The Circular Water Economy: Capturing Every Drop

The Circular Water Economy: Capturing Every Drop

To enhance the circular water economy, governments at various levels are working with industry and academia to develop eco-industrial clusters that solve pressing water challenges.

***By Robert C. Brears***

One pioneering region in developing these clusters is Flanders, which aims to become the world-leading hub for the circular economy. While the region is successfully closing the loop with regards to waste – around 71% of household waste in Flanders is collected separately at the source and is either reused, recycled or composted and less than 1% of household waste ends up in landfill – developing the circular water economy is a pressing issue as Flanders has high demand for water in various industries including chemical plants, power plants, refineries, steel industries, and agriculture yet has less water availability than Spain, Portugal, and Greece.



With resource recovery as its focus, Flanders’ ‘Center for Advanced Process Technology for Urban REsource recovery’ (CAPTURE) is a research and accelerator platform that unites the public and private sector, as well as academics on developing circular economy solutions for water as well as plastics and carbon dioxide. CAPTURE aims to:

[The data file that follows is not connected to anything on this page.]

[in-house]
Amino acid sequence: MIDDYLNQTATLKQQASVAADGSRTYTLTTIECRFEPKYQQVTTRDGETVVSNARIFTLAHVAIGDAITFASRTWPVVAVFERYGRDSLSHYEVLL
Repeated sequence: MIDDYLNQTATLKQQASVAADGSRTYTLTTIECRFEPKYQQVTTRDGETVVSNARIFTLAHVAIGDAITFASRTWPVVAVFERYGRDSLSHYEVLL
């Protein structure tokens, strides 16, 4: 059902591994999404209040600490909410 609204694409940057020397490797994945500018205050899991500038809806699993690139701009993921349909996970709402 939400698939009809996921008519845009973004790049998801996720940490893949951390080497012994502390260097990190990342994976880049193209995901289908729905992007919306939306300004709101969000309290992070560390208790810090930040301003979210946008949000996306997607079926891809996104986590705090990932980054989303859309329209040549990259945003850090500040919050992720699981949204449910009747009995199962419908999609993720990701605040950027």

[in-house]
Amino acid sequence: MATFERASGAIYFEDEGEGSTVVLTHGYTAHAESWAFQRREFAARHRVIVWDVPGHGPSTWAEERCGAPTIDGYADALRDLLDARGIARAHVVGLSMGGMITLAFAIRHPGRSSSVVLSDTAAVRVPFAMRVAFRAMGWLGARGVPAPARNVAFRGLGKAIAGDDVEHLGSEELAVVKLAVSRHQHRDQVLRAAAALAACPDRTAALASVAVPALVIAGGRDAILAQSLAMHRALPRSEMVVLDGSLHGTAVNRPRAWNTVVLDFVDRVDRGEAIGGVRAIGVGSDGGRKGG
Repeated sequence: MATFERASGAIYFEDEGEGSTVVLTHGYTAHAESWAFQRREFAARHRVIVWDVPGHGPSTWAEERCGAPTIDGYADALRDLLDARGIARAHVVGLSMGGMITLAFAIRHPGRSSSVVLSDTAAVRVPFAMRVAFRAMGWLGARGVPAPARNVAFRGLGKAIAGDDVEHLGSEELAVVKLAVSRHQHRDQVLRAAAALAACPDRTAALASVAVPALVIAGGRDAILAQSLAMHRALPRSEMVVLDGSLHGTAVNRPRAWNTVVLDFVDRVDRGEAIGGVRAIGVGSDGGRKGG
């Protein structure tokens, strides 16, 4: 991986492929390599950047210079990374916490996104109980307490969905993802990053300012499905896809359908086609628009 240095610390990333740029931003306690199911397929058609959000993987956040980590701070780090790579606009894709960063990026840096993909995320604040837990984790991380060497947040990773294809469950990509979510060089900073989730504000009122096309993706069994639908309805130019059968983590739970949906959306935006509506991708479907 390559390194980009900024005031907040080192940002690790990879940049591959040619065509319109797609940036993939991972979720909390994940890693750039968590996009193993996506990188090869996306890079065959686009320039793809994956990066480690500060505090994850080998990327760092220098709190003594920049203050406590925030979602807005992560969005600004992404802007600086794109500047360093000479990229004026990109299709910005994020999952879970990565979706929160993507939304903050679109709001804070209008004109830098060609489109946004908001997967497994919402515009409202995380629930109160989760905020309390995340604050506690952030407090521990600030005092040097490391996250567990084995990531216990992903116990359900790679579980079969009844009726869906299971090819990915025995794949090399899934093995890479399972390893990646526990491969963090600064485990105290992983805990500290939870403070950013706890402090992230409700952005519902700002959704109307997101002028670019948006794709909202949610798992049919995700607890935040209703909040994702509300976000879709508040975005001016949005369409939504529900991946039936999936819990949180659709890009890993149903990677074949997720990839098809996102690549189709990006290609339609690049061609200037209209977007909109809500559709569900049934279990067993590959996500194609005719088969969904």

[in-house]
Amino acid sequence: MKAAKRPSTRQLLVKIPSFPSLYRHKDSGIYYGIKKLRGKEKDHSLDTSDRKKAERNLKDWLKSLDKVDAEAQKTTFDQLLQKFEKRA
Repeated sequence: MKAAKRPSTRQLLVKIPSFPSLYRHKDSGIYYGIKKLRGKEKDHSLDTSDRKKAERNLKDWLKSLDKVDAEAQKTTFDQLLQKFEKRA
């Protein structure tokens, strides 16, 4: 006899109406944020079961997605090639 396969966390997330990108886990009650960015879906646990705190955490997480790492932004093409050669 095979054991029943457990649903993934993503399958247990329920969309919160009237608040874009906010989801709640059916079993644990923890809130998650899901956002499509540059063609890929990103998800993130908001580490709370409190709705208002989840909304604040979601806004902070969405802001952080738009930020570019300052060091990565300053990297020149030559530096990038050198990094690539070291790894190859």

· Establish a Flanders-based network with international branches that unites expertise in the reuse of resources

· Construct a new building where resource reuse solutions can be demonstrated

· Function as a one-stop-shop for companies and public players in Flanders

· Support companies that aim to grow in the field of resource recovery

· Create business platforms that enable close interaction with industrial stakeholders

· Set up an advisory board consisting of entrepreneurs and policymakers


With industrial water accounting for 25% of the total production cost and up to 57% of total freshwater consumption and global freshwater availability per person decreasing from 13,000 m³ in the 1960s to